Libbie, too, is thrown into a brutal, unexpected life when she marries Custer. They move to the territories with the U.S. Army, where Libbie is challenged daily and her worldview expanded: the pampered daughter of a small-town judge, she transforms into a daring camp follower. But when what Anne and Libbie have come to know—self-reliance, freedom, danger—is suddenly altered through tragedy and loss, they realize how indelibly shaped they are by life on the treacherous, extraordinary American plains.

My Thoughts:
I became a fan of Soli's when I read her first novel, The Lotus Eaters, in 2010. For me, it's hard to live up to that (Soli's 2015 effort, The Last Good Paradise, did not). But I was more than willing to give Soli another chance, especially when the topic of the book so interests me. This time, my expectation were lower and I was not disappointed.

Like The Lotus Eaters, Soli has combined the story of women with the story of war and the men who wage it with a landscape that contributes heavily to the story. Like that book, the narrative here moves back and forth between characters which can be a bit jarring.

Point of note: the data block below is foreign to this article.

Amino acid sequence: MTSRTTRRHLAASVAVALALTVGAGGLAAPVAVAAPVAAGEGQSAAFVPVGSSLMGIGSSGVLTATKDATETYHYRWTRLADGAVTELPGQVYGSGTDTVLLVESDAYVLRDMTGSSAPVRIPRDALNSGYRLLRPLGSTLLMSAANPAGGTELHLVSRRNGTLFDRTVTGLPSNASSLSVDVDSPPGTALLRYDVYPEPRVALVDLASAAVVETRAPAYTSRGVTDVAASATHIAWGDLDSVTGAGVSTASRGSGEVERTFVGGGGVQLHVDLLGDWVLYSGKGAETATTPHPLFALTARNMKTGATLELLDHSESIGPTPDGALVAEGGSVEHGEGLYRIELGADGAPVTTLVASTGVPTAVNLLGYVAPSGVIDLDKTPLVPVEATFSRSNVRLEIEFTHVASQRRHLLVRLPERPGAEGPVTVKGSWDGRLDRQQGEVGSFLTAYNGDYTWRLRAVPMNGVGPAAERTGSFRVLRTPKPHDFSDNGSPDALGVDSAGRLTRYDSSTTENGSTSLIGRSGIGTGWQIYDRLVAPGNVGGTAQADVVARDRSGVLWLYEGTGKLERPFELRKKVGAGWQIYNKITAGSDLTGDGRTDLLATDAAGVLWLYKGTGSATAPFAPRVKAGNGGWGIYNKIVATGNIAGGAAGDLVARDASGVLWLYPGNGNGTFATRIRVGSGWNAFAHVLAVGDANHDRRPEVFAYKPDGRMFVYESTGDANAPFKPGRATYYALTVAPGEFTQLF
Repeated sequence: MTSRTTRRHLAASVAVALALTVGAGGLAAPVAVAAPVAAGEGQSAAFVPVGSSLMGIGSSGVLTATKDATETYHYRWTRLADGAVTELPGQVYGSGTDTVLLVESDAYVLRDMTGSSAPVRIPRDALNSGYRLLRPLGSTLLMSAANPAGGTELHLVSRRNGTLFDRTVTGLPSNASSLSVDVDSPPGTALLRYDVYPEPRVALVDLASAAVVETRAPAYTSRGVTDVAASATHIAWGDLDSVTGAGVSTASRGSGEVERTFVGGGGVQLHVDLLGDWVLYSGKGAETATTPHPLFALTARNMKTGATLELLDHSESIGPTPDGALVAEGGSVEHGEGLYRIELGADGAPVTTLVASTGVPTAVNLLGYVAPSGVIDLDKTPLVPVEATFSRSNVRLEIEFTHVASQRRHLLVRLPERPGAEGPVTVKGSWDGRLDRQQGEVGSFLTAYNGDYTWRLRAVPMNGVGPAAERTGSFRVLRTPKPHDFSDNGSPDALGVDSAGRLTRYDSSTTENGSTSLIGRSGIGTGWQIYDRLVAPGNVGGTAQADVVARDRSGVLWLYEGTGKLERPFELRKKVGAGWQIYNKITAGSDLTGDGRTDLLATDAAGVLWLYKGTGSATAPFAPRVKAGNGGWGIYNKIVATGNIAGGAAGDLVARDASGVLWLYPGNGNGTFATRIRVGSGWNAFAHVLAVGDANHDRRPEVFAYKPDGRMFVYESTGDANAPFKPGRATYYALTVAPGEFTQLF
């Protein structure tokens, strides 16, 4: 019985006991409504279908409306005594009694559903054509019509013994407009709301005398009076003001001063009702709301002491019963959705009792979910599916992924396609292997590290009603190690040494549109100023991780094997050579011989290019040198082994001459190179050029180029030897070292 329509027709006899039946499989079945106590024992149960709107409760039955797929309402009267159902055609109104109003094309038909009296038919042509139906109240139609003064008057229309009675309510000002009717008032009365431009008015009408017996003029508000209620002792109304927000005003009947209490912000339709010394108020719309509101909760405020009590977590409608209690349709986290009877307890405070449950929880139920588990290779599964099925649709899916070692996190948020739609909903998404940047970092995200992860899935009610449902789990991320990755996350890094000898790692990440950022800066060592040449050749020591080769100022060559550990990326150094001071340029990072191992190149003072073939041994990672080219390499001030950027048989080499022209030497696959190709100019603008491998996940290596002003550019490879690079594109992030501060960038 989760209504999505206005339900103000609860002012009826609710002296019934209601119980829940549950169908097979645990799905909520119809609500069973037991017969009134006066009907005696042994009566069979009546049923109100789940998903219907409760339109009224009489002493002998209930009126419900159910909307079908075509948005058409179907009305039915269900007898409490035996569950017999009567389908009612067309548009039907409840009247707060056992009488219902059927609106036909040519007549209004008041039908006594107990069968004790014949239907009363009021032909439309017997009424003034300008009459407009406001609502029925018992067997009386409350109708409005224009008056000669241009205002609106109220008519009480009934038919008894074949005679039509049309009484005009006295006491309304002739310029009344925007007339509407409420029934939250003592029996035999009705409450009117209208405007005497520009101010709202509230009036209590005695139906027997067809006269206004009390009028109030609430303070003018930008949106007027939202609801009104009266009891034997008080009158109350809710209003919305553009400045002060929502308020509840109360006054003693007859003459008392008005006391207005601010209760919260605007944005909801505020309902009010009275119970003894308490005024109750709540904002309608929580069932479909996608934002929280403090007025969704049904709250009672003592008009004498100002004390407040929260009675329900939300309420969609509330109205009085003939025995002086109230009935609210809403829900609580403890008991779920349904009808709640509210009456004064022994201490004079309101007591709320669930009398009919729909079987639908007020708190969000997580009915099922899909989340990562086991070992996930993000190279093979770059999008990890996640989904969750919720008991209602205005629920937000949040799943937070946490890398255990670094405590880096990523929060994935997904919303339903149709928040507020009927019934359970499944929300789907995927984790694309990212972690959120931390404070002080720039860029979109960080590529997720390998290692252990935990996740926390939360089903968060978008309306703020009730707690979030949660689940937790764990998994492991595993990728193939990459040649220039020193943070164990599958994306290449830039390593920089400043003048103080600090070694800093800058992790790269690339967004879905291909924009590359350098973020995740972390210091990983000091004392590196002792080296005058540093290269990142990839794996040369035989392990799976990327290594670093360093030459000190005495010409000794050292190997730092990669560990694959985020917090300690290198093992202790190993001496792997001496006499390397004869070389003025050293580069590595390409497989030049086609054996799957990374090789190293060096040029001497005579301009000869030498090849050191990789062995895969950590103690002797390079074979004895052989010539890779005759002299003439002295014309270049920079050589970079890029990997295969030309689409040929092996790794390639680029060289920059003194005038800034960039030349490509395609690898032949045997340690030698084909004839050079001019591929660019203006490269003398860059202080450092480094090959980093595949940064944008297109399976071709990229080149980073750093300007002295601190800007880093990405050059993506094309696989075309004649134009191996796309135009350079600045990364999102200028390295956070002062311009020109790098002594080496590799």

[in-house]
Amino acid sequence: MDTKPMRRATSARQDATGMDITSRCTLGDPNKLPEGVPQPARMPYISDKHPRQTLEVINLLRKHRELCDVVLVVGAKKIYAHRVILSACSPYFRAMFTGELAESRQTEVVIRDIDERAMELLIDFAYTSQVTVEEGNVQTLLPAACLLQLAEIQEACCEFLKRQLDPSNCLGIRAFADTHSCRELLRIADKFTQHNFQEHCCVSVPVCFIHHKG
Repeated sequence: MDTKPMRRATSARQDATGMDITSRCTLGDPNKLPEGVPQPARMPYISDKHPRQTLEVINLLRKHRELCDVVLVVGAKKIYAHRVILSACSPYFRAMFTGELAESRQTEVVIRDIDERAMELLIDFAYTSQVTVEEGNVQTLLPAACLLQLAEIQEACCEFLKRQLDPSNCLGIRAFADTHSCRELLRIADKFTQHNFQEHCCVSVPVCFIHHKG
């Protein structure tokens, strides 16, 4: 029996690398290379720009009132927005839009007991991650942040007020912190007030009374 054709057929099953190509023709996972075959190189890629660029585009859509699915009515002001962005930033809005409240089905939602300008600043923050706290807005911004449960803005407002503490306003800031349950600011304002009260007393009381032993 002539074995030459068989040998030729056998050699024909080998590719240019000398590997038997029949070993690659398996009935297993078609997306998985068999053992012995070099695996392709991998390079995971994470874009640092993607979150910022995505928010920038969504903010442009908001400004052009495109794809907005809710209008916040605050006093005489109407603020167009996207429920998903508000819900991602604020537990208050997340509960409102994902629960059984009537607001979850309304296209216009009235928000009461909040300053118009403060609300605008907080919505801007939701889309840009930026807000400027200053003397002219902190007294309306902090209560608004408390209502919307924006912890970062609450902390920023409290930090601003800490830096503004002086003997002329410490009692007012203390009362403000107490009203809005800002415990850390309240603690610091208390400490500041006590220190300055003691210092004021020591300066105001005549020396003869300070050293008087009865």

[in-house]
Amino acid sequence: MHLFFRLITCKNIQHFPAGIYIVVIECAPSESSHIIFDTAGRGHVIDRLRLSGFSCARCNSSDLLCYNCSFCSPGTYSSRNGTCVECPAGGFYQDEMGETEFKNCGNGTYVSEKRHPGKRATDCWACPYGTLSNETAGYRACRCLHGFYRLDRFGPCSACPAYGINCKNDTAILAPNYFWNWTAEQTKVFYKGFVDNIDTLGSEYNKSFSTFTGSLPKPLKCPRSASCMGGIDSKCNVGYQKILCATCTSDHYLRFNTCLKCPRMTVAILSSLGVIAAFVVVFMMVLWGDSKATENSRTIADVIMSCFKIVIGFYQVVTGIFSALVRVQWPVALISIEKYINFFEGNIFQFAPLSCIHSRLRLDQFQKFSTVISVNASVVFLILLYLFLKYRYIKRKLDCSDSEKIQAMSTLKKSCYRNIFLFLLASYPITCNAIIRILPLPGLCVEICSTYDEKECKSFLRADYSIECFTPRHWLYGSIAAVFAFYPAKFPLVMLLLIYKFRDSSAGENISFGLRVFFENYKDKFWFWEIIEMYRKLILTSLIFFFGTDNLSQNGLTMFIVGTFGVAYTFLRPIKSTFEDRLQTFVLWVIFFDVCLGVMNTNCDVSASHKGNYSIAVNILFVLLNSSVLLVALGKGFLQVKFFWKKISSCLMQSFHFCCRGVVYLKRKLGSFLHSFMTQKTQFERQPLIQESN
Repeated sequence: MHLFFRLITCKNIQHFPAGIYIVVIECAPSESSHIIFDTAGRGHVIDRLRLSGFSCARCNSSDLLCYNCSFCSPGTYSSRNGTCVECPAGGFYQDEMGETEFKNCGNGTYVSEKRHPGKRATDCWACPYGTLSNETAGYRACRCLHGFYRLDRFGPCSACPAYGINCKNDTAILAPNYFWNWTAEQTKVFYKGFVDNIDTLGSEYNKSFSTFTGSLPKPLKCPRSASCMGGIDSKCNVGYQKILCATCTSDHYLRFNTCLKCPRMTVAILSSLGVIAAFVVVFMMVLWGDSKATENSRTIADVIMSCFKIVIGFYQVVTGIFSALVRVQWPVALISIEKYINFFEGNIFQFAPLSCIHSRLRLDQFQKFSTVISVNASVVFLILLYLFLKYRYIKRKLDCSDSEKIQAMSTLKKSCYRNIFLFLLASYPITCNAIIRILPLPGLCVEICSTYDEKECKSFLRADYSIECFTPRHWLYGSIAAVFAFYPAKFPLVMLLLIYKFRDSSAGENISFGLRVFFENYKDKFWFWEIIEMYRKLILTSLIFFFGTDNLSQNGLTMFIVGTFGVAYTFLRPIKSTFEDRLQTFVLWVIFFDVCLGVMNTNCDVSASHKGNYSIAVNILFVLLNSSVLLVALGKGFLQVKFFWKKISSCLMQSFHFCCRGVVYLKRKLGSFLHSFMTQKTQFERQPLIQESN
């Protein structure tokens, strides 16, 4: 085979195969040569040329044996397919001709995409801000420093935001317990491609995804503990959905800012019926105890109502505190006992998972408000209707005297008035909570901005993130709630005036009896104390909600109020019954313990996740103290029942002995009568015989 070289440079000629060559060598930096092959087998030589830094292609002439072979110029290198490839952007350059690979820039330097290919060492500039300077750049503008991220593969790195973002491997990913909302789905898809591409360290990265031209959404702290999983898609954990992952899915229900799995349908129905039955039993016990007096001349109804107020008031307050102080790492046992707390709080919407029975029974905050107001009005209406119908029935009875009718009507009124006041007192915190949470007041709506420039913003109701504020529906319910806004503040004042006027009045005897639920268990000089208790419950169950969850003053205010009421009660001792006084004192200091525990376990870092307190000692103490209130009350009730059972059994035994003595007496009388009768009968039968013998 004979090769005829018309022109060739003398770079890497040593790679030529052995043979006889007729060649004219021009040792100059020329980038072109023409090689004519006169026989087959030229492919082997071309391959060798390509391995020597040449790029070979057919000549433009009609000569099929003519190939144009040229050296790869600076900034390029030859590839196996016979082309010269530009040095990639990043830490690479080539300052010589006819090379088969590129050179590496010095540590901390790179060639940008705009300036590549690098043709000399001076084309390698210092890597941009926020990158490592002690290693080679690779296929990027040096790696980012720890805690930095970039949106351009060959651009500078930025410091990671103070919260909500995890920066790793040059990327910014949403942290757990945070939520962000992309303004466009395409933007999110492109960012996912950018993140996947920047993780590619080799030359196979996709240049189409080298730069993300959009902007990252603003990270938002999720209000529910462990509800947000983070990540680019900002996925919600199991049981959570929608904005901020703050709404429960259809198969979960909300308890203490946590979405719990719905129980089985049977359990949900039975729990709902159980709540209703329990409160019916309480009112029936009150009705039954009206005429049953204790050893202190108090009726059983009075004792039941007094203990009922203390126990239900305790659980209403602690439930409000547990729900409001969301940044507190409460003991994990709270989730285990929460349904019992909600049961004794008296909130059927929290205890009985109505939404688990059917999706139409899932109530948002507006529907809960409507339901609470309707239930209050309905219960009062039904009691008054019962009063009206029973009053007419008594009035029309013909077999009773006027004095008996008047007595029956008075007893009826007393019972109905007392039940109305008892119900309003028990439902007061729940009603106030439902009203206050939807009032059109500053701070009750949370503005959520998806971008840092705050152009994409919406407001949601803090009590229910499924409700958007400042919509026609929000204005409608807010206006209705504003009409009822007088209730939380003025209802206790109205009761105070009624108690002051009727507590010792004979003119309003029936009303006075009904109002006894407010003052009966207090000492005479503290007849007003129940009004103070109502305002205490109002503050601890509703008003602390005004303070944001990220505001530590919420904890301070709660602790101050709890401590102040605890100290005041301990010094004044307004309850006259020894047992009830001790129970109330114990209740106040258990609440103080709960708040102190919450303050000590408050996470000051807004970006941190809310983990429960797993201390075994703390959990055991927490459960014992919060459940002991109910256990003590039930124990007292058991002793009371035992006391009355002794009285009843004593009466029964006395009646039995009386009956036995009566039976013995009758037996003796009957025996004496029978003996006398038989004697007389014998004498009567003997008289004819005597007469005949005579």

The violence in Soli's story is vivid and never-ending - the violence between the North and the South, between Indians and settlers, Indians and soldiers, men on women, and the land on those who live on the frontier. It's tough to read and Soli hits you with it right from the beginning when the settlement where 15-year-old Annie lives is attacked by Cheyenne warriors and she is taken captive.

Soli always does her research and, as much as I can tell, hews pretty closely to the facts of the Custers' lives, which gave me a chance to see George (or Autie, as those how knew him best called him) in a different light. He didn't necessarily fare any better in my opinion of him but I felt like I came away with a idea of why he might have become the man he became. Sadly, much of his portions of the book were the parts where the book dragged some.

Mostly, this is the story of those women, Libbie and Annie and how they survive life on the great American frontier. I'm always interested to read books about women in historical settings, as they play such a small role in history books and the circumstances of these women's lives were particularly interesting, if heartbreaking.